In the technology world, selling new products is hard. Selling to enterprises is even harder. Small companies were (relatively) easy. They took a little bit of handholding to get your SaaS/software/hardware configured “just right” for them, but most of what they wanted pretty much fit into the offering anyways; it was “on the truck.”
As you expand up-market into larger customers, customization demands increase. They need:
- Integration with their (unique) login system
- Special compliance controls
- Unique flows and processes
- Added manual approval steps
Big companies have big processes and lots of existing customized tools, and expect you to work with them in exchange for the commitment (and big check that goes with it).
As your service or product company moves into those markets, you start to add or expand your “Professional Services” (i.e. consulting) arm. Initially, you use your ProServ arm just to assist onboarding new customers. You even are willing to lose some money on the cost of ProServ to get the big deal for product or SaaS recurring revenue.
All along, you keep in mind that consulting firms have much lower valuation multiples than product, let alone SaaS (committed recurring revenue/CRR), firms. The rule of thumb for SaaS usually is around 13%: you can let your consulting (one-time) revenue grow to <13% of your total revenue before your valuation starts to take a serious hit. This makes a lot of sense. As long as consulting isn’t too large a part of your revenue, it really is just on-boarding assistance. More that that, you risk turning into a consulting firm.
You try to keep focused by remembering that the valuation multiple of revenue for a consulting firm usually is 1x annual revenue. A firm that sells $10MM in annual consulting revenue will be valued at ~$10MM. Some firms have special brand value that boosts it, but only by so much. You, aggressive and ambitious CEO, are looking for the nice 5-7x that “real firms” get.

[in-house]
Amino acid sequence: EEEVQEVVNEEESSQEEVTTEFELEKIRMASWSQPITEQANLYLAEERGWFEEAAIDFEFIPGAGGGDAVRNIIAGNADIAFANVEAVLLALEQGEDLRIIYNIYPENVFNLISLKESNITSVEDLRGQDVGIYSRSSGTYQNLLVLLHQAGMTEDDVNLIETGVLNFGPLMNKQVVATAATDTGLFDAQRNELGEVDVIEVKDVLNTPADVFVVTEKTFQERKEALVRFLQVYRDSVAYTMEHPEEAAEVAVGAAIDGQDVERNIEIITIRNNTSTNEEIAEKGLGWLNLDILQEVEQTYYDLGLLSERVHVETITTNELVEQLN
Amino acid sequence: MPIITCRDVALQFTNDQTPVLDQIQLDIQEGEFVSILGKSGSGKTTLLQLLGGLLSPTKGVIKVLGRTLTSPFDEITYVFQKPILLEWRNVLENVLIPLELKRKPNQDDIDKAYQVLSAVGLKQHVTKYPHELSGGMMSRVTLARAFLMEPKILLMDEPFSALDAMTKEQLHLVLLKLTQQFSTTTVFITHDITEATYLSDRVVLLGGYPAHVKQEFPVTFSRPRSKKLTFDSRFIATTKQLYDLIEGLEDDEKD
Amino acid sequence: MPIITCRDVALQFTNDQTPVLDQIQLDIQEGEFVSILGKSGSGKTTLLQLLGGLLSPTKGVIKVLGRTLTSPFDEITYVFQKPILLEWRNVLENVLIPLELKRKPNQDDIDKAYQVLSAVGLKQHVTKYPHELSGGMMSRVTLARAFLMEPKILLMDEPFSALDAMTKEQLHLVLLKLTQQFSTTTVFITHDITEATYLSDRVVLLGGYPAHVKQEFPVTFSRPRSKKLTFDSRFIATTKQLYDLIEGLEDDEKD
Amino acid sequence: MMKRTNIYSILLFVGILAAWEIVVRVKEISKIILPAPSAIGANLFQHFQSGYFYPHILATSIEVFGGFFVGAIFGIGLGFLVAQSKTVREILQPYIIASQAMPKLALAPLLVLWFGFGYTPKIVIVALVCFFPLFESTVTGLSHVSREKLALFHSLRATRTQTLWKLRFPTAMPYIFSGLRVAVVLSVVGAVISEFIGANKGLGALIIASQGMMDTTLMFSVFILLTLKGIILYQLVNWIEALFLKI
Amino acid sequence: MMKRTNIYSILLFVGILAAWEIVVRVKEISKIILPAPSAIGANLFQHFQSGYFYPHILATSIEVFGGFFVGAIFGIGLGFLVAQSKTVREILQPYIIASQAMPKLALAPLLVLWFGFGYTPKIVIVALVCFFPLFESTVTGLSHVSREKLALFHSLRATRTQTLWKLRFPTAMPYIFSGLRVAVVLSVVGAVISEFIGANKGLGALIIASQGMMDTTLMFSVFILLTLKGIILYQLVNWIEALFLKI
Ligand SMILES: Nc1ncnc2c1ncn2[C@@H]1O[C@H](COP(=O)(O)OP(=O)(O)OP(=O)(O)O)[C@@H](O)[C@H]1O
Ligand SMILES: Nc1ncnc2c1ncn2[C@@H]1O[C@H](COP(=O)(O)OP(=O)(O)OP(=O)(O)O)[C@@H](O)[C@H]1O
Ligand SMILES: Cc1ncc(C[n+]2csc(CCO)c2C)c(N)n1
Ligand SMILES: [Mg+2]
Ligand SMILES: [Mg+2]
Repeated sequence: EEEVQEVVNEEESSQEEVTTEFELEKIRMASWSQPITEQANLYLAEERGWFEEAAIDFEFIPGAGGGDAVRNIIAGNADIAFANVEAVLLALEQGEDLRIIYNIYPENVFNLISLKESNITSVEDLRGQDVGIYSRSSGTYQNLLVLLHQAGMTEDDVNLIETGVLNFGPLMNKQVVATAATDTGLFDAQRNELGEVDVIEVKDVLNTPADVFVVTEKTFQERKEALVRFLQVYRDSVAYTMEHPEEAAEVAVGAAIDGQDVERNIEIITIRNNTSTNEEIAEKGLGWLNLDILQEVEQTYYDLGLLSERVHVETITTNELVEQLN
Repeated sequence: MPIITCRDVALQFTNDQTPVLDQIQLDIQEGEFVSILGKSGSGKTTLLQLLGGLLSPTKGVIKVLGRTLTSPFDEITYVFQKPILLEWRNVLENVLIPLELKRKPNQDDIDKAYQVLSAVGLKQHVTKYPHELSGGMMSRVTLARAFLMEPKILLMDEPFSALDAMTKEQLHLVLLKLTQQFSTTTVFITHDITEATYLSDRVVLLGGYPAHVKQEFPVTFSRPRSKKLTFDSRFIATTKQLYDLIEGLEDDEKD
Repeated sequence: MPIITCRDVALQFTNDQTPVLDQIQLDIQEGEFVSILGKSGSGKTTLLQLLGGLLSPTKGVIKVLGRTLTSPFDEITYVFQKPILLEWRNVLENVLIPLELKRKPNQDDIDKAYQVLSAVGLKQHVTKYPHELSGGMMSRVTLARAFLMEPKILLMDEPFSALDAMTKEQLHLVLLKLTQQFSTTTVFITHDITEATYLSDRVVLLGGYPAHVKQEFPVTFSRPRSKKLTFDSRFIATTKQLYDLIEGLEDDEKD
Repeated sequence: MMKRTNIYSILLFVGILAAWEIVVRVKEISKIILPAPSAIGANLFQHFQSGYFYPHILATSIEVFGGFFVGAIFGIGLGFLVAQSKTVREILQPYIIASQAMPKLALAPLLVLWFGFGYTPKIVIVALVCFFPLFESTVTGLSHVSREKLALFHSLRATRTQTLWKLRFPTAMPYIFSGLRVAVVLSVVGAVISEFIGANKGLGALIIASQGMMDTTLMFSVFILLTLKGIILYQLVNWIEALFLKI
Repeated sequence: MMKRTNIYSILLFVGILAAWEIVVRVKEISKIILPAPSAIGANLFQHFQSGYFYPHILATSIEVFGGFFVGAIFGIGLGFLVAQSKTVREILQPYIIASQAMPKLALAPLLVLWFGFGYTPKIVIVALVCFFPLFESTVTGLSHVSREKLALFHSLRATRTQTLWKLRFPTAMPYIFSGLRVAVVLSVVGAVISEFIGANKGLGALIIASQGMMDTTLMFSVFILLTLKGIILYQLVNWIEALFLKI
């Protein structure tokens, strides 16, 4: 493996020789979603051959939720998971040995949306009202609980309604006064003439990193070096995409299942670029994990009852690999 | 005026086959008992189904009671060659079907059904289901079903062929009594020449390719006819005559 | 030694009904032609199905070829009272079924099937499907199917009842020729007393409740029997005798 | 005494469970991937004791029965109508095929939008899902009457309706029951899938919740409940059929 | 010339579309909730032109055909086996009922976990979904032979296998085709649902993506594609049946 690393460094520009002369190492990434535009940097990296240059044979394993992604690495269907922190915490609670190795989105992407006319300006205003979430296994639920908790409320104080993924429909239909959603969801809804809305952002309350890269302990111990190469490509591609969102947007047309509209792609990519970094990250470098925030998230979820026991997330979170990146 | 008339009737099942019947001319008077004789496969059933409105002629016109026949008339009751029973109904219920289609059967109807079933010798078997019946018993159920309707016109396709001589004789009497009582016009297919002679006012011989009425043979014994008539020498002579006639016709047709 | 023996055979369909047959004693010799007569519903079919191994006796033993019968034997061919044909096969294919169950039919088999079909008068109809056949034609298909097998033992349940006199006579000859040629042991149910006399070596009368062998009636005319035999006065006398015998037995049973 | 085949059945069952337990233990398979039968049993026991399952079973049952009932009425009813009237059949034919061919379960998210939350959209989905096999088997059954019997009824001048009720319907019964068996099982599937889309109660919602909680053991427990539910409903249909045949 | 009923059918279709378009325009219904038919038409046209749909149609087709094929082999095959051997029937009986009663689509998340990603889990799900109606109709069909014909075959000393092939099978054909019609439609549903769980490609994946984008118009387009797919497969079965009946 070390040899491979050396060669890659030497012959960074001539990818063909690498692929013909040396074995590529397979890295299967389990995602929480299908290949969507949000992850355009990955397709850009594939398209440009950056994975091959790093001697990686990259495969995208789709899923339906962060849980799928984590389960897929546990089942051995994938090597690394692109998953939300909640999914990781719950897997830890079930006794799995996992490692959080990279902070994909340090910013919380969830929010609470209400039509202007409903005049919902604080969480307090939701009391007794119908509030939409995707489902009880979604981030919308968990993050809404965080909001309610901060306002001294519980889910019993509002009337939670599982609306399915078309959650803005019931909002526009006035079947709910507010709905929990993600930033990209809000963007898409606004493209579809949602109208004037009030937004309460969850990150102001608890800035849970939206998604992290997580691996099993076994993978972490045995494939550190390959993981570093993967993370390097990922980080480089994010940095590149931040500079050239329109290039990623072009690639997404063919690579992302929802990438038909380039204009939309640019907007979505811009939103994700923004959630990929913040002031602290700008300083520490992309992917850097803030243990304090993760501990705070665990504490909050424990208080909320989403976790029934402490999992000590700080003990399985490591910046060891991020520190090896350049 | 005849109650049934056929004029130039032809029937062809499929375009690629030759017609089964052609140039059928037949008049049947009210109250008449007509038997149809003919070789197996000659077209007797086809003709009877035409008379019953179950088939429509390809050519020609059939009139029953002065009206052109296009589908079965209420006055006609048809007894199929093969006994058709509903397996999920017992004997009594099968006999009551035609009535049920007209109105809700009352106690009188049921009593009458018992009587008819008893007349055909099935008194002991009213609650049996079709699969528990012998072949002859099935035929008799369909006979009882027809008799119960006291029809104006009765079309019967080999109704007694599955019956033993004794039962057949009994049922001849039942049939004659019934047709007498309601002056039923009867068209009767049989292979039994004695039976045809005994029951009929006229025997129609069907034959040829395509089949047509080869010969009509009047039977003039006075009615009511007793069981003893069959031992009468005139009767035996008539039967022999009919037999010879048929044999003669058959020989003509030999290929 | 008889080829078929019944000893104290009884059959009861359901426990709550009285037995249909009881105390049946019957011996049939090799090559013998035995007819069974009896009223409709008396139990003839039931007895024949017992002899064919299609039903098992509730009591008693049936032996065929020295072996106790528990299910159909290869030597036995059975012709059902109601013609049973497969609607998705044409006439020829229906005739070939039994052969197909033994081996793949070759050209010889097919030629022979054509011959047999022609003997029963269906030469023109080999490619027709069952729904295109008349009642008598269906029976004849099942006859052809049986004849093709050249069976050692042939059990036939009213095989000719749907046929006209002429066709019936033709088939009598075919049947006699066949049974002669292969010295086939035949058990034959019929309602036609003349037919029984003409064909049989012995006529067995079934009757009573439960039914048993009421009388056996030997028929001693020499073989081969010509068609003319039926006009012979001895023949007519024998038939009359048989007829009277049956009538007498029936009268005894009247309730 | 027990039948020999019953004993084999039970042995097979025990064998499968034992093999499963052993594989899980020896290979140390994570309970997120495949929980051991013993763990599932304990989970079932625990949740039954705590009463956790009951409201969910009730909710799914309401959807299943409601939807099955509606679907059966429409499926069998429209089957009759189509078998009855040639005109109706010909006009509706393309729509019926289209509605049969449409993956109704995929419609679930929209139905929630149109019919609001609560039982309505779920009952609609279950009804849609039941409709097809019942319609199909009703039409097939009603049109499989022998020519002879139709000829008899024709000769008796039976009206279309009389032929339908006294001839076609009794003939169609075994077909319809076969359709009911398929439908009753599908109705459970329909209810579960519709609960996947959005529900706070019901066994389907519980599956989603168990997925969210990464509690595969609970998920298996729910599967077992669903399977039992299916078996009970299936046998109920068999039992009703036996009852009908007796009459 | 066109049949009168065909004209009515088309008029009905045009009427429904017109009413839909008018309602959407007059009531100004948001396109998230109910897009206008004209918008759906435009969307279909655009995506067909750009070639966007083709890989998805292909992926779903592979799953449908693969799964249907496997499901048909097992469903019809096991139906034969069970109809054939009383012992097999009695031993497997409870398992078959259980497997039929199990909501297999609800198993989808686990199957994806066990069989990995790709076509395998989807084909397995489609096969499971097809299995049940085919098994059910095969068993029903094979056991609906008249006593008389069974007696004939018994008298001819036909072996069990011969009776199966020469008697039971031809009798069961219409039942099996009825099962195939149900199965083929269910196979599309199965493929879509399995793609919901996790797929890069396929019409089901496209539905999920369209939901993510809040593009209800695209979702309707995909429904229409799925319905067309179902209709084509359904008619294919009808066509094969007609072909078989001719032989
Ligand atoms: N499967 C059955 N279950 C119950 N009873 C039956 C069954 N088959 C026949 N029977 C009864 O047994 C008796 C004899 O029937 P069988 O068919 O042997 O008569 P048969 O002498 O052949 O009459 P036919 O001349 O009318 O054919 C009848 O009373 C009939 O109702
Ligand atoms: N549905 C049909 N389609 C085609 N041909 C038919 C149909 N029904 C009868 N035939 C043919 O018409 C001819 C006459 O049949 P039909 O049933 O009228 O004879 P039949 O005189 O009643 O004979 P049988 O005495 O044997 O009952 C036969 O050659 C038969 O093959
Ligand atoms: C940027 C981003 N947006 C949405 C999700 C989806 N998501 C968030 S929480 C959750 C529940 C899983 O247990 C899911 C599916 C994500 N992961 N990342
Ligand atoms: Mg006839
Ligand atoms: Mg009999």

Then, one day, you hit a rough patch in revenue growth. Don’t feel too badly; every company does. As a colleague of mine likes to say:
“It takes years of hard work and many failures to become and overnight success.”
What to do, though? Your board and investors are pressuring you, you worry they may force you to make cuts, your head may be on the block… and there is that ripe old plum of consulting, just ready to bring in some cash. “It will just be for one or two quarters, to get the Board off my back.”
Boosting revenue via consulting for “just one or two quarters” is the start-up equivalent of boosting your mood via cocaine “just to get through the next few days.”
It is no coincidence that “consulting” and “cocaine” and “chocolate chip cookies” all start with cookie monster’s favourite letter “C”: all are equally addictive.
Consulting is an important and, when performed professionally (not Marty Kaan), invaluable and honourable business. It even can play an important part in a product or services company’s onboarding strategy when the product/service or customer integration is complex.
It also has revenue-boosting appeal like the sirens of Greek mythology. Like the ancient sirens, once you get closer, it nearly is impossible to leave.
Professional Services are a narcotic. Use only with a prescription for doctor-approved purposes. For anything else, call the doctor.